Election reform

Last week, the provincial government finally promised some reforms which will be in place in November, 2014.

After the anonymous advertisements, polarization and vitriolic comments which defined the 2008 municipal election and its aftermath, it was evident that electoral changes were needed.

Last week, the provincial government finally promised some reforms which will be in place in November, 2014, when British Columbians next elect municipal governments.

The changes will affect third-party advertising, disclosure statements, anonymous contributions and election advertising.

Such measures will help to prevent the confusion seen in the 2008 election. At that time, questions were raised whether the candidates named in the advertisements had been involved in getting the ads circulated.

When an advertisement is clearly marked to identify who has paid for it and who is endorsing it, important questions are immediately answered.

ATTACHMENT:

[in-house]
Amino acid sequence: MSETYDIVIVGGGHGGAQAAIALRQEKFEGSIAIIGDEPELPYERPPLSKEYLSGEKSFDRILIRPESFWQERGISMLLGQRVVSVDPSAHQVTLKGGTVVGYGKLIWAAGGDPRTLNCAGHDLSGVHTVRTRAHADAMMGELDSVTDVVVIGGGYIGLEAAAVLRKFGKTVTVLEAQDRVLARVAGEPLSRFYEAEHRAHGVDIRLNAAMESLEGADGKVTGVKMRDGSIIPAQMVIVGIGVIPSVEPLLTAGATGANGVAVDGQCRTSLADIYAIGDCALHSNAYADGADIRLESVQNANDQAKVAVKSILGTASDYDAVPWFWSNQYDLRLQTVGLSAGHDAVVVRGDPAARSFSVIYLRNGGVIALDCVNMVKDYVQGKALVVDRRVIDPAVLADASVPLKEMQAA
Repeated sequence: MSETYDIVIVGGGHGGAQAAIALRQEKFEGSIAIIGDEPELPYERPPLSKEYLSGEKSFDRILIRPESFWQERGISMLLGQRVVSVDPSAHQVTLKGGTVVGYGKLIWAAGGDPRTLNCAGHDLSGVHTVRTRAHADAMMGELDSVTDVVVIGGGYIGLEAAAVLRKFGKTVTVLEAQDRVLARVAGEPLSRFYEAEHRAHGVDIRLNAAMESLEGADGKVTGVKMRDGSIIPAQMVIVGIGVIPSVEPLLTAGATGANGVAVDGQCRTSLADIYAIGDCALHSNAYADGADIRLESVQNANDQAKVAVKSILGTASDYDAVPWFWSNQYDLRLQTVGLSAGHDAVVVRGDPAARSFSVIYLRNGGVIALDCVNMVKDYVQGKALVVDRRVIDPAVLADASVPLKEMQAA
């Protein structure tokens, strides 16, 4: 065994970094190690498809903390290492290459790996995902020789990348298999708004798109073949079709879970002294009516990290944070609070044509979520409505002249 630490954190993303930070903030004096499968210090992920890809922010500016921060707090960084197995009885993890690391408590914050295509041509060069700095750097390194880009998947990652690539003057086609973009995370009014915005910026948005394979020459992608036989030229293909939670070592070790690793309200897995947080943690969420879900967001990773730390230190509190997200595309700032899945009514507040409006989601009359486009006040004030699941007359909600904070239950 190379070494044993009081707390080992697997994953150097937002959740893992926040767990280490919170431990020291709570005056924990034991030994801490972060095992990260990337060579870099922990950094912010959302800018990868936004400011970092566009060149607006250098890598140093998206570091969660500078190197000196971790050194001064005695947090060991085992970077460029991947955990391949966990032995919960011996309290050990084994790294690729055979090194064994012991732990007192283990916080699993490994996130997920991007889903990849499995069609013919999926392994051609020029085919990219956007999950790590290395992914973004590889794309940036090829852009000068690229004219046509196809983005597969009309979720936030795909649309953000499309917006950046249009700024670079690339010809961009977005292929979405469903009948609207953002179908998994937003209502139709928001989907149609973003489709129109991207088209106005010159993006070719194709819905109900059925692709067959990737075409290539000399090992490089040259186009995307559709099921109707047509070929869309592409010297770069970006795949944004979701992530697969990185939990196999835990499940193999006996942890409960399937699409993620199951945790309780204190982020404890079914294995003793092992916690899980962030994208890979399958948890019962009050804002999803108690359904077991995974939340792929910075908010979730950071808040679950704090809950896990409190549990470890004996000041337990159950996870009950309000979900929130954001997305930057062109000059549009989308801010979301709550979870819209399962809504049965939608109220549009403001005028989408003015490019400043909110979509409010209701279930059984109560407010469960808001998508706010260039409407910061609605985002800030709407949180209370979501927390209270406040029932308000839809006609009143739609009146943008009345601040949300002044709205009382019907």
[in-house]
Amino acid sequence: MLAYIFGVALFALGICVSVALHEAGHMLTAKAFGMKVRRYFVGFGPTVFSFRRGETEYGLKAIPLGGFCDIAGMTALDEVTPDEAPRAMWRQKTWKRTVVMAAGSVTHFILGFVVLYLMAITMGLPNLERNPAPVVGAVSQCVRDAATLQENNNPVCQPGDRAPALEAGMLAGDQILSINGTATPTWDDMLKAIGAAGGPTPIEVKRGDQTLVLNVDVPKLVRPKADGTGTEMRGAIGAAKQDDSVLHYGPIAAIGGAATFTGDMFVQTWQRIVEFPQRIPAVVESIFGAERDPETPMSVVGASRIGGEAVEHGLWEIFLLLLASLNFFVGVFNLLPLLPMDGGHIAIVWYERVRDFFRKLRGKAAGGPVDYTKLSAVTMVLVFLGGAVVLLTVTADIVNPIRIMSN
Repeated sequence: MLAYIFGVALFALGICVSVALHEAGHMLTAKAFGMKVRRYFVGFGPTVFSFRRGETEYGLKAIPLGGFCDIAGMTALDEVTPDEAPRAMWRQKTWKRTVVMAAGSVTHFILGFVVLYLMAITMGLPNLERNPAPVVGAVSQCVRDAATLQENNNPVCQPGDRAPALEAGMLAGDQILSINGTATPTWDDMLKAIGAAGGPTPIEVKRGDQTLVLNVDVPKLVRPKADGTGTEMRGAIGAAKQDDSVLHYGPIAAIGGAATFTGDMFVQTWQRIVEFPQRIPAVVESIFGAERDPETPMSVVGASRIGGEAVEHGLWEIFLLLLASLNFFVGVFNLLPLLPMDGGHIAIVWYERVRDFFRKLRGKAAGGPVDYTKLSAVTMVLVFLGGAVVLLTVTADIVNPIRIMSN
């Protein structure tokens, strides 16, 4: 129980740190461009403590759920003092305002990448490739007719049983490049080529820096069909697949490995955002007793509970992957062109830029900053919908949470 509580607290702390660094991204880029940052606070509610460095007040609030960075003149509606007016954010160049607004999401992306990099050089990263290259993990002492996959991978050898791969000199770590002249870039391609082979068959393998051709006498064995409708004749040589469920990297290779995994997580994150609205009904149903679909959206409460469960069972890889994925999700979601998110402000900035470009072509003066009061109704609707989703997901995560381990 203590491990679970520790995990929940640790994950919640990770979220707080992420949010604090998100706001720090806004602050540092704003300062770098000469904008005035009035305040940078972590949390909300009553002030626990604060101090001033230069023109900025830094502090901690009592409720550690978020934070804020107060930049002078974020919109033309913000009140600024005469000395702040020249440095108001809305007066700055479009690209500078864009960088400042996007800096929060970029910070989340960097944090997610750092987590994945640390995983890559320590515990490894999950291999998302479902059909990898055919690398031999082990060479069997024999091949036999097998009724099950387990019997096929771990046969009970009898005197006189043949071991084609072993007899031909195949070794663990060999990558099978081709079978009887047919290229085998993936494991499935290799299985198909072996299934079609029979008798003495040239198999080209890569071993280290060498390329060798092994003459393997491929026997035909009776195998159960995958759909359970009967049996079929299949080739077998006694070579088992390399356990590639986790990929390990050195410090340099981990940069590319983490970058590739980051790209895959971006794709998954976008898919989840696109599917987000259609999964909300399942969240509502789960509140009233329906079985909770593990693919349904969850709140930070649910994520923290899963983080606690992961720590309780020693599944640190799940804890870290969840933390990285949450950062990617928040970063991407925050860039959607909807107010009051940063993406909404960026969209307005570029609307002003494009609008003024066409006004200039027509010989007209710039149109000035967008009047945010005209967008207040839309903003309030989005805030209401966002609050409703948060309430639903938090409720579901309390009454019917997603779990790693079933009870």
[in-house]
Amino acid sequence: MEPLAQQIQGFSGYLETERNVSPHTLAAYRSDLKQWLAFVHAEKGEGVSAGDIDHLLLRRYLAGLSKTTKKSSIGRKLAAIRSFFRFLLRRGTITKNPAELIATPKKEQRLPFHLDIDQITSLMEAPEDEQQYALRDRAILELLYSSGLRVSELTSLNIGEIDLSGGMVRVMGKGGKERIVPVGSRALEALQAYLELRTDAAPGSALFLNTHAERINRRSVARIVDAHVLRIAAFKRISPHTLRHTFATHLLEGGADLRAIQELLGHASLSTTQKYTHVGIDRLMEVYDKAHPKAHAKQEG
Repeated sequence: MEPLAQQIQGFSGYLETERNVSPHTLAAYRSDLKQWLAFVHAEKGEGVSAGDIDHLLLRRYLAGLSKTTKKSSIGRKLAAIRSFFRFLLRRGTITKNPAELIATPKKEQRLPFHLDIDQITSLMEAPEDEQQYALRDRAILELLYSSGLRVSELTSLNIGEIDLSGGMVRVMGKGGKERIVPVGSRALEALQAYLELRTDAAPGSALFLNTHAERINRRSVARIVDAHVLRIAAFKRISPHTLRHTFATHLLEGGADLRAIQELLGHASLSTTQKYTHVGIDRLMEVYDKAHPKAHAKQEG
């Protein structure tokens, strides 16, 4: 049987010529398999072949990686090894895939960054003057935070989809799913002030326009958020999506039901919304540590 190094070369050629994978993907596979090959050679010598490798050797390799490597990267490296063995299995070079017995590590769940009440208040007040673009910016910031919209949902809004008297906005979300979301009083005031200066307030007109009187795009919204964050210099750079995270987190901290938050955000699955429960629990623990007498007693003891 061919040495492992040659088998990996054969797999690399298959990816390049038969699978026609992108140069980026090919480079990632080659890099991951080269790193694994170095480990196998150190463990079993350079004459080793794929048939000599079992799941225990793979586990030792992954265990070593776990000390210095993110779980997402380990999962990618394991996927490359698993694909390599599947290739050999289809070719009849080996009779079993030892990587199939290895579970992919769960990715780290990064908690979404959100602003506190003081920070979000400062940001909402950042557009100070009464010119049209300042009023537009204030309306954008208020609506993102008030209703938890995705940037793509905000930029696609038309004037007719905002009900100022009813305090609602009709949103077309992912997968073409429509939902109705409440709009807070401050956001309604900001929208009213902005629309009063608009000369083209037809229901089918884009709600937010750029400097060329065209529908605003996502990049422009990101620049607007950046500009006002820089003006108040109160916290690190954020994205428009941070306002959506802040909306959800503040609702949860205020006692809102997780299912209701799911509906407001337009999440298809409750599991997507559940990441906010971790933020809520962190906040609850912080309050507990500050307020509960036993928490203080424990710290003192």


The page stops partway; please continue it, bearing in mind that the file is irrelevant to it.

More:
When the one advertising must include his or her name on the ad, the tone will change. Under the cloak of anonymity, it is possible to take a position much more extreme than if the same message bore attribution.

If anonymous ads had not been allowed in 2008, the tone of the campaign may have been more subdued.

While the changes will improve future municipal elections, some questions remain.

Around the province, the 2008 elections showed the problems and shortcomings in the regulations. Why has it taken so many years for the province to address these problems?

More importantly, when online venues such as websites, blogs, forums and social media sites are readily available, will it be possible to stop anonymous third-party advertising altogether?

The changes in the coming legislation are badly needed, but they will not fully stop the flaws which have been shown in past elections.

 

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